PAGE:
Dr Sacoby Wilson, Professor at the University of MD, School of Public Health added a passionate academic perspective to environmental justice. "There are many Flints across the country at the intersection of race, class and invisibility" he called out, evoking Flint once more. "Curtis Bay was the worst zip code in the United States for air quality over several years" he reported and added that its "income was lower than [even] the Baltimore City average".
"We have to have a multi prong holistic approach to address environmental justice. Heat waves are hell for the poor. Communities impacted by environmental injustice deserve better." He summarized about the legislation on the agenda: "These bills can help us to get more environmental and health justice."
Dr. Sacoby Wilson

Paul Pinski Vice Chair Senate Ed, Health, and Environmental Affairs Committee emphasized that when it comes to chicken manure the responsibility should rest with the big corporate producers. He explained that the proposed greenhouse gas reduction act with 40% reduction is more than what was agreed on in the Paris Accord. "188 countries understand this but in the US we still have people who have the head in the sand" he stated under applause.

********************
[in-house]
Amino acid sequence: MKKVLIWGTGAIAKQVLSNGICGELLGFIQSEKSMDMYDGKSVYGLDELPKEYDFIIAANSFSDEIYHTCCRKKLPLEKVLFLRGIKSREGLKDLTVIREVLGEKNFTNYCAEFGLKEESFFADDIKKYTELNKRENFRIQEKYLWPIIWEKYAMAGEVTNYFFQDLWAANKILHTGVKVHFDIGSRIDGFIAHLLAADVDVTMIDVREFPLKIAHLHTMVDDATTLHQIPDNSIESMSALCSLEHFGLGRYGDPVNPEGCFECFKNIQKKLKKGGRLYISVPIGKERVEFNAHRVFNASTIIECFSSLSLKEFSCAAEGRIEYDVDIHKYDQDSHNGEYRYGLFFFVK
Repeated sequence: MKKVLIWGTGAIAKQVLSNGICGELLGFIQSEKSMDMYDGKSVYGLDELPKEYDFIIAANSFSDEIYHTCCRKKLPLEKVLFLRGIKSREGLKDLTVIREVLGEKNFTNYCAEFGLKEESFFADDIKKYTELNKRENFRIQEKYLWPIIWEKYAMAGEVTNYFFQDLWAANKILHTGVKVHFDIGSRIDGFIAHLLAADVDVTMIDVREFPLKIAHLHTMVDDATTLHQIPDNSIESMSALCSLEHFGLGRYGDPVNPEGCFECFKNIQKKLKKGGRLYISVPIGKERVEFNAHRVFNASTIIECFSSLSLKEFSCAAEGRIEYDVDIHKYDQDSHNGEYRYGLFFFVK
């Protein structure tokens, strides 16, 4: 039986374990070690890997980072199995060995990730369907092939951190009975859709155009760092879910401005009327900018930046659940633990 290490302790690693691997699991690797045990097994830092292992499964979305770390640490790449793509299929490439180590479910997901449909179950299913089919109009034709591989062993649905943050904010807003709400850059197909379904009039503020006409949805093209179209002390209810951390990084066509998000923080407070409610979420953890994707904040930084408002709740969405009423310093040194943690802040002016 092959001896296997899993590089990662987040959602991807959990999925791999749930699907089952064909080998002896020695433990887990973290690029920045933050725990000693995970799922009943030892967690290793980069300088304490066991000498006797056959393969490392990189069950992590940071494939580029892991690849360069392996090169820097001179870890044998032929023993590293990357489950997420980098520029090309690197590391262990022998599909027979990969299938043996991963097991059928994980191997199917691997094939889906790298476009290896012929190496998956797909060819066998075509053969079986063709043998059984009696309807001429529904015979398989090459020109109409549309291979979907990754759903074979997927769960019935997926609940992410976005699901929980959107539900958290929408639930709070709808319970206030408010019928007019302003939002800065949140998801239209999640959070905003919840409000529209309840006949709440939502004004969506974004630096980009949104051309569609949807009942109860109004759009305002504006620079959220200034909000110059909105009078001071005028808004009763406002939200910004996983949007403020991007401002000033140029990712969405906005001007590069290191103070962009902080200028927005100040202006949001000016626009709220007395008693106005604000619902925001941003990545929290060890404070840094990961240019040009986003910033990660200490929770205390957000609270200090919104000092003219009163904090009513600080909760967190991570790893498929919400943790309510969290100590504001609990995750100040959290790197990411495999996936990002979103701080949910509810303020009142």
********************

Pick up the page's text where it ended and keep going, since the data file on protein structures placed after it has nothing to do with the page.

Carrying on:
Presentations and handouts were available about neonicotinoid, ("neonics") a common pesticide that is strongly correlated with a sharp decline in honey bee colonies, about a necessary re-write of the "Roadside Preservation and Tree Protection" standards (House Bill 178), another run to ban plastic bags statewide, and workforce development around the solar economy. ("Bring diversity to the clean energy economy!").
Recent poll by Opinionworks was presented by Steve Raabe

The presentations were topped by a report about latest polling results about "What Maryland thinks". (See slides below). It turns out that liberals better embrace bi-partisanship. Maryland voters think in big numbers that Maryland is on the right track, an opinion that previously only Democrats shared, now both camps of voters think so.

Nobody wants to pay more taxes but when it comes to specific tasks such as fixing water lines, voters also concede that there may not be enough money available.

Overall the poll shows tat environmental issues matter to voters. As a specific aside, in keeping with this year's emphasis on environmental justice, only one quarter of the statewide respondents think that Baltimore should fend on its own (without State help).
  Klaus Philipsen, FAIA